** Cardinal vs Ordinal **

In our day to day life, the use of numbers may take different forms in different situations. For example, when we count to figure out the size of a collection of objects, we count them as one, two, three, and so on. When we want to count something to get the sense of the position of the objects, we count them as first, second, third, and so on. In the first form of counting, numbers are said to be cardinal numbers. In the second form of counting, the numbers are considered as ordinal numbers. In this context, the concepts cardinal and ordinal are completely a matter of linguistics; cardinal and ordinal are adjectives.

However, the extension of the concept to sets in mathematics reveals a much deeper and broader perspective and cannot be treated in simple terms. In this article, we will try to understand the fundamental concepts of cardinal and ordinal numbers in mathematics.

Formal definitions of cardinal and ordinal numbers are provided in the set theory. The definitions are intricate and to understand them in perfect sense needs background knowledge in set theory. Therefore, we will turn towards a couple of examples, to understand the concepts heuristically.

Consider the two sets {1,3,6,4,5,2} and {bus, car, ferry, train, airplane, helicopter}. Each set lists a set of elements, and if we count the number of elements it is evident that each has the same number of elements, which is 6. Arriving at this conclusion we have taken the size of one set and compared to another using a number. Such a number is called a cardinal number. Therefore, we can say that a cardinal number is a number we can use to compare the size of the finite sets.

Again the first set of numbers can be arranged in ascending order considering the size of each element and comparing them. In the process of ordering, the numbers are considered as cardinals. Likewise, the set of all nonnegative integers can be ordered in a set; i.e {0,1,2,3,4,…..}. But in this case, the size of the set becomes infinite, and giving it in terms of ordinals is not possible. No matter how large a number you pick to give the size of the set, still there will be numbers left out of the set you pick and which are nonnegative integers.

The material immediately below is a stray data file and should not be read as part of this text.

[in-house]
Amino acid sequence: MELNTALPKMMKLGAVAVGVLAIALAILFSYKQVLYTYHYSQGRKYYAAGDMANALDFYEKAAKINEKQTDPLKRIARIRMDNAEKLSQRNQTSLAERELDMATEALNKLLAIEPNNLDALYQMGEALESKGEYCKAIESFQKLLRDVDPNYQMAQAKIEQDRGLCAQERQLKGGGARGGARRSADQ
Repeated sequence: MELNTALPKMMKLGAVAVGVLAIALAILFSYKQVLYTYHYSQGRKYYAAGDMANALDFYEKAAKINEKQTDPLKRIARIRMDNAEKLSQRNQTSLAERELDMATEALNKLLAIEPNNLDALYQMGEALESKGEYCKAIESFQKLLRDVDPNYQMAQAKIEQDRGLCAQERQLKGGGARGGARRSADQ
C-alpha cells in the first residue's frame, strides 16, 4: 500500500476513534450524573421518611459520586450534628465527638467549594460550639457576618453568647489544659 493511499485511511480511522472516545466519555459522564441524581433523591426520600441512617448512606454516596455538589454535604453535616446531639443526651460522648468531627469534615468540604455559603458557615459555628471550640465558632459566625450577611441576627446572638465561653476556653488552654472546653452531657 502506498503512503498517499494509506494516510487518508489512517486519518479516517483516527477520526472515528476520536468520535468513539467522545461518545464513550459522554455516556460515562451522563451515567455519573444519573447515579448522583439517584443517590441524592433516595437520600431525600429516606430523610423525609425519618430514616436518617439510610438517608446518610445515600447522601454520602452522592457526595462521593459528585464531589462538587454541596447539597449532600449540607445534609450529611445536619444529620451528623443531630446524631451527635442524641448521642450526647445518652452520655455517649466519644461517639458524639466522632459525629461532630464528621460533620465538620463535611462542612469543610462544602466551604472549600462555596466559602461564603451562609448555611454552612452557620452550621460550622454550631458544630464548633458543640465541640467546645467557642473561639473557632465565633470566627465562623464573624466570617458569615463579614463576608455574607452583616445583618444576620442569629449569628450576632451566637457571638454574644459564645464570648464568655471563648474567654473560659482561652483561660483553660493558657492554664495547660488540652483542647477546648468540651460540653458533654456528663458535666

Therefore, mathematicians define this infinite cardinal (which is the first) as Aleph-0, written as א (first letter in the Hebrew alphabet). Formally the ordinal number is the order type of a well ordered set. Therefore, the ordinal number of the finite sets can be given by cardinal numbers, but for infinite sets ordinal is given by transfinite numbers such as Aleph-0.

**What is the difference between Cardinal and Ordinal Numbers?**

• The cardinal number is a number that can be used to count, or to give the size of a finite ordered set. All cardinal numbers are ordinals.

• The ordinal numbers are numbers used to give the size of both finite and infinite ordered sets. The size of the finite ordered sets is given by usual Hindu-Arabic algebraic numerals, and the infinite set size is given by transfinite numbers.